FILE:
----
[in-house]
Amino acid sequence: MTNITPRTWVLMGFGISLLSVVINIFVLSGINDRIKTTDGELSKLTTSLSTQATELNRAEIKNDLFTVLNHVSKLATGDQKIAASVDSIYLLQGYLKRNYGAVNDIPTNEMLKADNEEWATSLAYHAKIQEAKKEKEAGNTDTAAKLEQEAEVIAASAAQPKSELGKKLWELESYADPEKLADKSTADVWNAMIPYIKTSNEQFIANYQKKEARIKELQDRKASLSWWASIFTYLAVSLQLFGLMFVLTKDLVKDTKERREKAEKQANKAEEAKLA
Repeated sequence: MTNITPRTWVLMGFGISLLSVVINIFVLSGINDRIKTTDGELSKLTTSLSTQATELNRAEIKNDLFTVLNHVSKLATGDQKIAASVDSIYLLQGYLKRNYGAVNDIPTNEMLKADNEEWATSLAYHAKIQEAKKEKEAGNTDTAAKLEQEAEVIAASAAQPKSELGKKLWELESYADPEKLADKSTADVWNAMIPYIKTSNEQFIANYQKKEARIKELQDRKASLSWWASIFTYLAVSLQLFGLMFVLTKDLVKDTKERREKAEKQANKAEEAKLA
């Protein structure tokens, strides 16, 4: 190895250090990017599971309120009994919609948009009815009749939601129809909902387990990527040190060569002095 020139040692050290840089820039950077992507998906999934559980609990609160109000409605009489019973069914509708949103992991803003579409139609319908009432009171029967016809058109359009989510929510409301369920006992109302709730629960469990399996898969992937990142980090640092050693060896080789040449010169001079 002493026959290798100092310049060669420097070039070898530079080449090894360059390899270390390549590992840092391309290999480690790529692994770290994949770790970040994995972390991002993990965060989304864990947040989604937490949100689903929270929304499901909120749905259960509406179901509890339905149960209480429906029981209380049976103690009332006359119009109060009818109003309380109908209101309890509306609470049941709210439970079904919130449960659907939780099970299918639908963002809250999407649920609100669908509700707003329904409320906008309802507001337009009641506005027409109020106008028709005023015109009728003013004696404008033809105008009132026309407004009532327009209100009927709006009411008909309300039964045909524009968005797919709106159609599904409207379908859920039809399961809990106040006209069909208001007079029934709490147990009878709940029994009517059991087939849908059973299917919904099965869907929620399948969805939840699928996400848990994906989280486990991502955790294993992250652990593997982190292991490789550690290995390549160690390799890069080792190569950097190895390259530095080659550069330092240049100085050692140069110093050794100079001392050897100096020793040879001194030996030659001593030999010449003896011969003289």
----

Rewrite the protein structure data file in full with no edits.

[in-house]
Amino acid sequence: MTNITPRTWVLMGFGISLLSVVINIFVLSGINDRIKTTDGELSKLTTSLSTQATELNRAEIKNDLFTVLNHVSKLATGDQKIAASVDSIYLLQGYLKRNYGAVNDIPTNEMLKADNEEWATSLAYHAKIQEAKKEKEAGNTDTAAKLEQEAEVIAASAAQPKSELGKKLWELESYADPEKLADKSTADVWNAMIPYIKTSNEQFIANYQKKEARIKELQDRKASLSWWASIFTYLAVSLQLFGLMFVLTKDLVKDTKERREKAEKQANKAEEAKLA
Repeated sequence: MTNITPRTWVLMGFGISLLSVVINIFVLSGINDRIKTTDGELSKLTTSLSTQATELNRAEIKNDLFTVLNHVSKLATGDQKIAASVDSIYLLQGYLKRNYGAVNDIPTNEMLKADNEEWATSLAYHAKIQEAKKEKEAGNTDTAAKLEQEAEVIAASAAQPKSELGKKLWELESYADPEKLADKSTADVWNAMIPYIKTSNEQFIANYQKKEARIKELQDRKASLSWWASIFTYLAVSLQLFGLMFVLTKDLVKDTKERREKAEKQANKAEEAKLA
């Protein structure tokens, strides 16, 4: 190895250090990017599971309120009994919609948009009815009749939601129809909902387990990527040190060569002095 020139040692050290840089820039950077992507998906999934559980609990609160109000409605009489019973069914509708949103992991803003579409139609319908009432009171029967016809058109359009989510929510409301369920006992109302709730629960469990399996898969992937990142980090640092050693060896080789040449010169001079 002493026959290798100092310049060669420097070039070898530079080449090894360059390899270390390549590992840092391309290999480690790529692994770290994949770790970040994995972390991002993990965060989304864990947040989604937490949100689903929270929304499901909120749905259960509406179901509890339905149960209480429906029981209380049976103690009332006359119009109060009818109003309380109908209101309890509306609470049941709210439970079904919130449960659907939780099970299918639908963002809250999407649920609100669908509700707003329904409320906008309802507001337009009641506005027409109020106008028709005023015109009728003013004696404008033809105008009132026309407004009532327009209100009927709006009411008909309300039964045909524009968005797919709106159609599904409207379908859920039809399961809990106040006209069909208001007079029934709490147990009878709940029994009517059991087939849908059973299917919904099965869907929620399948969805939840699928996400848990994906989280486990991502955790294993992250652990593997982190292991490789550690290995390549160690390799890069080792190569950097190895390259530095080659550069330092240049100085050692140069110093050794100079001392050897100096020793040879001194030996030659001593030999010449003896011969003289």